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FOOTBALL: All’s well that ends well: Abrom returns blocked field goal for TD at end; Lamar ends 4-game skid

Lamar 27, Incarnate Word 21

Lamar receiver Jawun Ruffin protects the football on a reception as Jamarkese Williams of Incarnate Word goes in for the tackle Saturday. (Brian Vincent/Special to The News)

Garrison Mitchell of Lamar returns one of his two interceptions as Terence Hickman II of Incarnate Word tackles him Saturday. (Brian Vincent/Special to The News)

Cornerback Caleb Abrom runs 66 yards on a blocked kick return as time expires to give Lamar a 27-21 win over Incarnate Word. (Jeff Kellum/Lamar media relations)

Cornerback Caleb Abrom dives into the end zone at the end of a 66-yard blocked kick return that gave Lamar a 27-21 win over Incarnate Word on Saturday. Abrom was flagged for unsportsmanlike conduct on the play, but the clock had expired. (Jeff Kellum/Lamar media relations)

BEAUMONT — Lamar needed this victory. With a stroke of luck, the home Cardinals earned it.

Free safety Lane Taylor blocked a 40-yard Cody Seidel field goal attempt, and the ball took a big hop to cornerback Caleb Abrom, who returned it 66 yards as time expired for a seemingly unpredictable game-winning touchdown before 6,113 in Lamar’s 27-21 triumph over Incarnate Word on Saturday.

“All I can say is, Coach called it, Lane Taylor came through with the play, I caught the ball and ran as fast as I could,” Abrom said.

Lamar coach Mike Schultz intentionally used all three of its timeouts to ice Seidel, who had missed a kick to the right just after the second stoppage.

“I was trying to time it because I wanted him to kick it and get it called right before,” Schultz said.

The late reversal of fortune ended a four-game losing streak for a team that had come within a combined seven points of winning its first two Southland Conference games of the season.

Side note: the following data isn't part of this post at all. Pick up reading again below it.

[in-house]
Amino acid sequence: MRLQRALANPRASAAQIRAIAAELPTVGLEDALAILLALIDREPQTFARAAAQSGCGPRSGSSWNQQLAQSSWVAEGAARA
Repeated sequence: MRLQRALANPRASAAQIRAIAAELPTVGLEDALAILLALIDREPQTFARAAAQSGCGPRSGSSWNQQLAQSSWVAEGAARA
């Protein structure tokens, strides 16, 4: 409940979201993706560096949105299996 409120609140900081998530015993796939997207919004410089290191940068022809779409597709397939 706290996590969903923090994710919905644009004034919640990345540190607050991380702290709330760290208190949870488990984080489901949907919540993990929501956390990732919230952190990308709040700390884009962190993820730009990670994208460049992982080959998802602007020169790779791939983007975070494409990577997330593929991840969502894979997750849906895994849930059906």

“This is a program-changing win,” Lamar quarterback Darrel Colbert Jr. said. “Incarnate Word is a great team, 3-0 in the conference. They played some great opponents. They beat a team we lost to in a close game.”

Schultz was a little cautious about terming the win a program-changer.

“We’ve still got a long way to go,” he said. “We’re still fighting a lot of things. This was a good win. A win’s a win, and I’m excited about it.”

The home Cardinals (2-4, 1-3 Southland) intercepted four passes, with junior cornerback and Beaumont Central graduate Garrison Mitchell earning two.

Lamar had lost is past two meetings to San Antonio’s Incarnate Word (3-3, 3-1). In more pressing matters, the Jefferson County Cardinals had not won since a 70-7 thrashing of Kentucky Christian on Sept. 1, only to come close in the next two home games.

One more lucky break each against Northwestern State (49-48 defeat) and Southeastern Louisiana (30-24 loss) would probably have Lamar at 4-2 and 3-1 in the Southland with reasonable hopes for an NCAA Division I playoff berth alive. Still, Schultz’s Cardinals earned a much-needed marquee victory.

In the process, Jawun Ruffin helped Lamar break a nearly 61-year-old record.

The junior college transfer took a screen pass from Darrel Colbert, rushed to his left, reversed field, went around right end and turned in an 89-yard touchdown early in the second quarter to tie the game at 7. The pass play is the longest in Lamar history, beating the old record of 87 from George Parks to Larry Ward on Oct. 26, 1957.

Ruffin finished with three catches for 104 yards.

Colbert completed 14 of 25 passes for 254 yards and two touchdowns. His second scoring strike went to Zae Giles for 40 yards early in the third quarter.

Incarnate Word’s Ra’Quanne Dickens, the Southland’s leading rusher going into the day, was held to 57 yards on 17 carries, but had a 1-yard touchdown run in the third quarter that evened the game at 14-14.

Pick party

UIW true freshman Jon Copeland went 39 for 56 for 515 yards and two TDs, but Lamar’s defense otherwise gave him some growing pains.

Taylor intercepted Copeland with 14:04 left in the second quarter. That set up the one-play Lamar scoring drive, Ruffin’s 89-yard catch-and-run.

Two plays into the next UIW series, Rodney Randle Jr. earned a pick. Colbert took back-to-back sacks, however, and a 48-yard field goal attempt by Elvin Martinez went well short.